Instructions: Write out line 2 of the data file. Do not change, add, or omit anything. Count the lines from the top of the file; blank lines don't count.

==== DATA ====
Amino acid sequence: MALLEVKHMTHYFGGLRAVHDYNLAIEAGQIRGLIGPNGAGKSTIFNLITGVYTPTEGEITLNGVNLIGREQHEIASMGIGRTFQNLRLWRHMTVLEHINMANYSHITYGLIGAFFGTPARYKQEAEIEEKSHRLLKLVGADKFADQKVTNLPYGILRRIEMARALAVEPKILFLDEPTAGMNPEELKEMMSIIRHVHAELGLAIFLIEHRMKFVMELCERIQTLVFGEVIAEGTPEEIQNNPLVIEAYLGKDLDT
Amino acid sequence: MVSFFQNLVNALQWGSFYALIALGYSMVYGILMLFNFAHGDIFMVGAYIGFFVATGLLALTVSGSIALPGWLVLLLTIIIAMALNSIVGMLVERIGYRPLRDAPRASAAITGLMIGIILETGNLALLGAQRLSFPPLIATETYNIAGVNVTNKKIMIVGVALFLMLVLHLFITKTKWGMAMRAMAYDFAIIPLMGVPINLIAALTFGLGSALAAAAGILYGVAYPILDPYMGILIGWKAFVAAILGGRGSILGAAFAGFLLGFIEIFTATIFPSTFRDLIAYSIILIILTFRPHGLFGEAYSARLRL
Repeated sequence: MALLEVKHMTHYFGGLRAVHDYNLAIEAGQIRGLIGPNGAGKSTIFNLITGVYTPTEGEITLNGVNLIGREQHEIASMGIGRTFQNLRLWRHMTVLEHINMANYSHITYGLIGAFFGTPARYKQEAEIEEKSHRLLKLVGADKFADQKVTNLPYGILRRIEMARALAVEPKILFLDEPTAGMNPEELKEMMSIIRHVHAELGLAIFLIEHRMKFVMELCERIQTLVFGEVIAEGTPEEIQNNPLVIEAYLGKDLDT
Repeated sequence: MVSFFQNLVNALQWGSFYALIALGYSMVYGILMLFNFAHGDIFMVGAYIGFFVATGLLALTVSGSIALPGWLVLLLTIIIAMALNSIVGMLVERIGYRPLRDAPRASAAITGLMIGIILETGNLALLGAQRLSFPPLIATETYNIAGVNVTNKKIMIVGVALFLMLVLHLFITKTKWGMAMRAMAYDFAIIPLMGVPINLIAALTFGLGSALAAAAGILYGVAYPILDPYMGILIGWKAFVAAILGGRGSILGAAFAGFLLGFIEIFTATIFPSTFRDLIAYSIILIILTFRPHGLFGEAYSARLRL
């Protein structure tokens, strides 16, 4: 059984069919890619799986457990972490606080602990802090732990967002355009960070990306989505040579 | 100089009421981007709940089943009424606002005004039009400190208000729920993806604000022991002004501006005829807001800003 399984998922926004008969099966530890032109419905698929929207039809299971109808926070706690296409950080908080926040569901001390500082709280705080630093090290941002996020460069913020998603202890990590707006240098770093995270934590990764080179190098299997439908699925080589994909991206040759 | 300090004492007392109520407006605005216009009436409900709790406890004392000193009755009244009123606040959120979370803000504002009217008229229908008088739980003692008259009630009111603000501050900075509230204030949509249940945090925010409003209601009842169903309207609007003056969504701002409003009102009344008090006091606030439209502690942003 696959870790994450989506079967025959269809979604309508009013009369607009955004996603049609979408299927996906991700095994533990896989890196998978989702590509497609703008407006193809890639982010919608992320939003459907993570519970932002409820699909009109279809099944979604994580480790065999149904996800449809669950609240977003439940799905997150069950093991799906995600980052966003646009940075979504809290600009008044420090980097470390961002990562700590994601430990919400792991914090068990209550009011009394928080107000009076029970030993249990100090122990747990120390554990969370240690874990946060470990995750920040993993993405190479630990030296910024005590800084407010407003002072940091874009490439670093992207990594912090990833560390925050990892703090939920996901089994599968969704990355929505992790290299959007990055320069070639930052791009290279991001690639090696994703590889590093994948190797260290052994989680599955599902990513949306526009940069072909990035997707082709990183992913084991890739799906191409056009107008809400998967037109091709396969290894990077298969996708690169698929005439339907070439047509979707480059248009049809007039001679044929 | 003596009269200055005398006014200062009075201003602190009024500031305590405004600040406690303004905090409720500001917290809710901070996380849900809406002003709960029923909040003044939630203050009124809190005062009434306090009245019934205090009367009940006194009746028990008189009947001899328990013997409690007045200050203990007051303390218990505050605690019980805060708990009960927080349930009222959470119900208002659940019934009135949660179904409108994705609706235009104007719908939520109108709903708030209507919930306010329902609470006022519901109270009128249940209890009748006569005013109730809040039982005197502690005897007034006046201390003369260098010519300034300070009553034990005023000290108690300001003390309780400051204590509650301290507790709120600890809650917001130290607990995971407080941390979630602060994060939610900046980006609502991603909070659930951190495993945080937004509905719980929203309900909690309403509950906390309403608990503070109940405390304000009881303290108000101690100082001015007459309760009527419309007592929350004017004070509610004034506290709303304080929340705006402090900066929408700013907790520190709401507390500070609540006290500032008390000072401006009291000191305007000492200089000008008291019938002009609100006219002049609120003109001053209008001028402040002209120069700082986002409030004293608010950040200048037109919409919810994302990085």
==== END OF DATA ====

Amino acid sequence: MVSFFQNLVNALQWGSFYALIALGYSMVYGILMLFNFAHGDIFMVGAYIGFFVATGLLALTVSGSIALPGWLVLLLTIIIAMALNSIVGMLVERIGYRPLRDAPRASAAITGLMIGIILETGNLALLGAQRLSFPPLIATETYNIAGVNVTNKKIMIVGVALFLMLVLHLFITKTKWGMAMRAMAYDFAIIPLMGVPINLIAALTFGLGSALAAAAGILYGVAYPILDPYMGILIGWKAFVAAILGGRGSILGAAFAGFLLGFIEIFTATIFPSTFRDLIAYSIILIILTFRPHGLFGEAYSARLRL